Desecrating a closed parish

Desecrating a closed parish

The Archdiocese of New Orleans, reeling from the Hurrican Katrina whammy, recently announced that it was merging some parishes, including St. Augustine’s, an historically black parish in the heart of New Orleans with a small congregation. Even though Sunday Masses were to continue to be celebrated in the church, the people were not happy and—taking a cue from some people in Boston—occupied the parish’s rectory in protest. At that point, it looked like the familiar pattern of a sit-in would follow. It was not to be.

Last Sunday, Mass was disrupted by protesters swarming the aisles with signs. This was not just recalcitrance and disobedience. This was sacrilege. In fact, Mass had to be stopped midway through. It turns out that this is no homegrown protest, but it is being fomented by outsiders.

Maestri said the bulk of Sunday’s protesters were members of Common Ground, an activist group, or were people who are being influenced by the group. … Seruntine said she is among a group of young people who’ve occupied the church rectory for a week because they believe church officials are closing St. Augustine “without ever going through canon law.”

An interesting argument, although last week I pointed out that the protesters themselves said they didn’t know what the relevant canon law is. So how do they know it’s not being followed.

Apparently, the pastor expected problems since he asked 10 police officers in plainclothes to attend the Mass, including some members of the “welcoming” parish, in case things got out of hand.

The bishop’s strong response

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Written by
Domenico Bettinelli
5 comments
  • Abp. Hughes, formerly a Boston auxiliary and seminary rector, has been doing a lot of good work in recent years, particularly on the USCCB’s committee for doctrine.  In particular, he’s worked to point out and remedy various deficiencies in catechetical texts. 

    Ad multos annos!

  • Decisive action in response to parochial rebellion is known as the “local interdict”, which would have evoked a much different response from the American media, who love giving cover to officials peddling interesting “my hands are tied” stories.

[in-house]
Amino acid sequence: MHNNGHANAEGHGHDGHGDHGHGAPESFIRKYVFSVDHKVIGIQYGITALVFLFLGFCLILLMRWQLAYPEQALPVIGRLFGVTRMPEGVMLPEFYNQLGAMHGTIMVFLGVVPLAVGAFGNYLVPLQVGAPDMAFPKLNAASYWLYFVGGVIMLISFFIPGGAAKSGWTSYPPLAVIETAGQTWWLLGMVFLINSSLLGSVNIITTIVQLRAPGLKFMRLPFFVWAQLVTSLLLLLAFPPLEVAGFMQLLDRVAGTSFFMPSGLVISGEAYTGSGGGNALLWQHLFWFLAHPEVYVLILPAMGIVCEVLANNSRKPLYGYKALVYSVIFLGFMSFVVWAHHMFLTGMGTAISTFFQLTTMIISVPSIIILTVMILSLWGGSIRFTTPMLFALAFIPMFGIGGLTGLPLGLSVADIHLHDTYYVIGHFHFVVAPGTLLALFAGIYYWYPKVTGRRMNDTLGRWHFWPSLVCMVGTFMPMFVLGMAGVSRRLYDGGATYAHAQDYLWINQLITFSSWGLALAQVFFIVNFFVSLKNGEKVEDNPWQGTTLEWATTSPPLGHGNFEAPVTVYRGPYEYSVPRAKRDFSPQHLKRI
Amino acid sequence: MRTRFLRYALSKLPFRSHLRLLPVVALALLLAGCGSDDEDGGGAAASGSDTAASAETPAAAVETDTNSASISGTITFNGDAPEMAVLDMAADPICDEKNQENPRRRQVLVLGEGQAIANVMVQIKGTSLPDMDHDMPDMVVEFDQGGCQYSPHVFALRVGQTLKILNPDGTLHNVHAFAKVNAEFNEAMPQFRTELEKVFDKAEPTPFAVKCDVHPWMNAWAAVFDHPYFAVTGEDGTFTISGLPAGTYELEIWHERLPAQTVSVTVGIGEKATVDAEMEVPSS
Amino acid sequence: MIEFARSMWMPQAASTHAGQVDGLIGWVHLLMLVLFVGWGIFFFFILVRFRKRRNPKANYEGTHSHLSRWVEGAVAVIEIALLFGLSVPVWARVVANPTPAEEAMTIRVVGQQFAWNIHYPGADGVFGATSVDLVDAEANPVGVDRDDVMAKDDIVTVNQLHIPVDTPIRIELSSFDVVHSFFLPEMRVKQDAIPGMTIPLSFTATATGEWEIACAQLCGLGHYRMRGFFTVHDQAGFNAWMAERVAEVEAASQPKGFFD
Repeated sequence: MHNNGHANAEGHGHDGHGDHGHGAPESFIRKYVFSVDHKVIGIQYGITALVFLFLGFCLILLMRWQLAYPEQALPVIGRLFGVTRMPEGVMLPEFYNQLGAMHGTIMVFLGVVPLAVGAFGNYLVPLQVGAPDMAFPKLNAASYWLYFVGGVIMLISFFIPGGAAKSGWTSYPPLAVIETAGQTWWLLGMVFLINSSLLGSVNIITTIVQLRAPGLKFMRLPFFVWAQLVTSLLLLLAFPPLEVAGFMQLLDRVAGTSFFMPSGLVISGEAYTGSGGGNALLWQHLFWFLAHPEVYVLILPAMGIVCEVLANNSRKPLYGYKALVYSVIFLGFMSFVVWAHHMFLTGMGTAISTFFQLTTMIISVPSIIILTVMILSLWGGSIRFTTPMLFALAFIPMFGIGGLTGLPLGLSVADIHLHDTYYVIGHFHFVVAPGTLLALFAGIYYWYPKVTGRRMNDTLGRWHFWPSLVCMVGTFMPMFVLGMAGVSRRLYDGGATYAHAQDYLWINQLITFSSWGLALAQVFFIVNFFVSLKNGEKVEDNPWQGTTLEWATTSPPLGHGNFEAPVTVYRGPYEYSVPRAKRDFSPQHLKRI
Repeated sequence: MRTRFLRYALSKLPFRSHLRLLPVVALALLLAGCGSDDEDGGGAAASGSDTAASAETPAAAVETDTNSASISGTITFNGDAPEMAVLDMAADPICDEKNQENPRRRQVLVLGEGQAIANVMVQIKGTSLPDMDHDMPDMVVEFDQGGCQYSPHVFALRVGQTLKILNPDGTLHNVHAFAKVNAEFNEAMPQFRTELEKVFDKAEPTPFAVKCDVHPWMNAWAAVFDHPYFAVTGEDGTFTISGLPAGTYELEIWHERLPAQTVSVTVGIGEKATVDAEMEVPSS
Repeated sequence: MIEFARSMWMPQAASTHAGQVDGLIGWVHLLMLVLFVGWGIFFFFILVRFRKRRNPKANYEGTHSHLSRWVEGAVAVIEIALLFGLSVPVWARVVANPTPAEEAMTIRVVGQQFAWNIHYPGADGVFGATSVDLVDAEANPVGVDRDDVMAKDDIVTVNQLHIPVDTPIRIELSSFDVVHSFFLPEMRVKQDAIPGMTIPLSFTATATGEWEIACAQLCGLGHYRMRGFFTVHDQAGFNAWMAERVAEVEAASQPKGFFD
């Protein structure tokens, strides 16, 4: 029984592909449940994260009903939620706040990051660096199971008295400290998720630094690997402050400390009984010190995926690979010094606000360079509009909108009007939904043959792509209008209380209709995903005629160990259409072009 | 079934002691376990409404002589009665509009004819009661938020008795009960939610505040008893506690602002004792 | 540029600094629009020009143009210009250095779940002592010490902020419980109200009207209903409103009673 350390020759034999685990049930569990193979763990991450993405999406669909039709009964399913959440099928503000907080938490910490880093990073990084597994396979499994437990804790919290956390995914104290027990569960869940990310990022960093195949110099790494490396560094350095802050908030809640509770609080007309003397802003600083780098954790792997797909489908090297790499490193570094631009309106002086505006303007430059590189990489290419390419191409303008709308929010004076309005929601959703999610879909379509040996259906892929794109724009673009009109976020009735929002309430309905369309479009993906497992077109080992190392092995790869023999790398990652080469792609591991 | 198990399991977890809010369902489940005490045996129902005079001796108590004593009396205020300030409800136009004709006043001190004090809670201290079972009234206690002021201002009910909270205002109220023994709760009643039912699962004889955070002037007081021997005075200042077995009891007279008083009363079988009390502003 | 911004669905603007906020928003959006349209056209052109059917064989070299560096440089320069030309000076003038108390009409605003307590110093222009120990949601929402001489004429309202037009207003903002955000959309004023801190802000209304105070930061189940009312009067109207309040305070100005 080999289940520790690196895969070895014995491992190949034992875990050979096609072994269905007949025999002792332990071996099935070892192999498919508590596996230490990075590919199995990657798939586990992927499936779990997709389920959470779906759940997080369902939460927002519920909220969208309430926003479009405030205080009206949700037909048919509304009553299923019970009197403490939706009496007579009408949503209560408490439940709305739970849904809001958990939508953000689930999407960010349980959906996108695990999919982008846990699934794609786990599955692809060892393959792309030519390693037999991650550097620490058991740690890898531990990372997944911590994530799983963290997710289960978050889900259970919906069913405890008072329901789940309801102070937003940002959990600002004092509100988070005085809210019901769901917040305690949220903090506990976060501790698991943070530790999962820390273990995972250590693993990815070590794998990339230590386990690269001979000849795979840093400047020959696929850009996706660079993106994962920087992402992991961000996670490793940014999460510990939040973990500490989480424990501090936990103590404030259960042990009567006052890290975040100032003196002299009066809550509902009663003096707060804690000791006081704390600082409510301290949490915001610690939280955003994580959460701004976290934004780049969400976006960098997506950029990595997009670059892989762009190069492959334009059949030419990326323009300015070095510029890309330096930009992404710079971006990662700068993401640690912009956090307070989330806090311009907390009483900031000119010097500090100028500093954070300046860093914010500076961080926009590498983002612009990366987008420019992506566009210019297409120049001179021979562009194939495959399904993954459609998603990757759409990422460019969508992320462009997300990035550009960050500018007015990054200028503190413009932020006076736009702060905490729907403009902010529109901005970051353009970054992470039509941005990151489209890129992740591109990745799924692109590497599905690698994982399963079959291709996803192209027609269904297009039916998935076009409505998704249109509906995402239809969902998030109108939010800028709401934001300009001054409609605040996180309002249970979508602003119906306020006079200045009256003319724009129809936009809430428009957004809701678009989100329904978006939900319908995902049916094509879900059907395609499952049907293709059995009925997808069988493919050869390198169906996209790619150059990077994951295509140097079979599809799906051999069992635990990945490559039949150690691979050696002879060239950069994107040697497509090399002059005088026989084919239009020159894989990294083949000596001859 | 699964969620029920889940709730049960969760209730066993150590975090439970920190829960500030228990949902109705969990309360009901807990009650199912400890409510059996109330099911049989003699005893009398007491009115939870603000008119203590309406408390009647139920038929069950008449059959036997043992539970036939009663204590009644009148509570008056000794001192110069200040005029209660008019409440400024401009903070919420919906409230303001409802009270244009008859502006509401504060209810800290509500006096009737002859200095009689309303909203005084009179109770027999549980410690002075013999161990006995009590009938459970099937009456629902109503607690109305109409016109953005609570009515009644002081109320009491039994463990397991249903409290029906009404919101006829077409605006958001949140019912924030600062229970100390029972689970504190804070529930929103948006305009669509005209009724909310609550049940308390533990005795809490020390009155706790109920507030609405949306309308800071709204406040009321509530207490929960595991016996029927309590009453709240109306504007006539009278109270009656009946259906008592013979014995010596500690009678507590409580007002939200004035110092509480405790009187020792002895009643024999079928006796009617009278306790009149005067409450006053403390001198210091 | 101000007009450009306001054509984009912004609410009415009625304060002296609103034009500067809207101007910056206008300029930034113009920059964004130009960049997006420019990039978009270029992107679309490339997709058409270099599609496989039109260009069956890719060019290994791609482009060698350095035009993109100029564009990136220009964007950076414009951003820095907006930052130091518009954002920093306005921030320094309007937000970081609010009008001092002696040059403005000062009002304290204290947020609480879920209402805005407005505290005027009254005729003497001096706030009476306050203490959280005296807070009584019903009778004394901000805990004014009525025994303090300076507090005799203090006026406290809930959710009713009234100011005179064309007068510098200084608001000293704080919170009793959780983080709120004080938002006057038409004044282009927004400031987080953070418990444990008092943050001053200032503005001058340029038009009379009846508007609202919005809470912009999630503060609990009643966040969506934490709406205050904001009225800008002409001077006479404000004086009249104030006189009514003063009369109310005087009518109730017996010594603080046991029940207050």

Under the 1917 canons, this would seem to not be a desecration.  Manifesting a desire to worship and minister is not a “godless” use of the sanctuary.  I don’t see how the fear of violence can be considered a desecration, while actual violence would not be (as long as nobody was murdered, and bloodshed was not “effusive”). 

    The 1983 canons seem to give the bishop broad jurisdiction.  But this still looks like a gross abuse of a canon (1211) relating to worship, in order to impose a de facto penal sanction.  I suspect the Holy See will reject the attempt decisively.  Otherwise, our “friends” in Orange could face a similar fate.

    Consecration, he said, would entail an expression of regret by the protesters.

    Totally unnecessary and punitive, even if the church were in fact desecrated.  He could, of course, require such a step for absolving a local interdict.

  • If I understand the law correctly, interfering with a church service is a Federal crime.  Time to apply the law?

  • Northshore, on the surface what you are reporting sounds good.  I have to wonder, though, what sort of price will be paid to make this happen?  It’s hard to believe it will be a free ride, as you seem to be indicating.  It does sound like an awful lot will be riding on the shoulders of student athletes.

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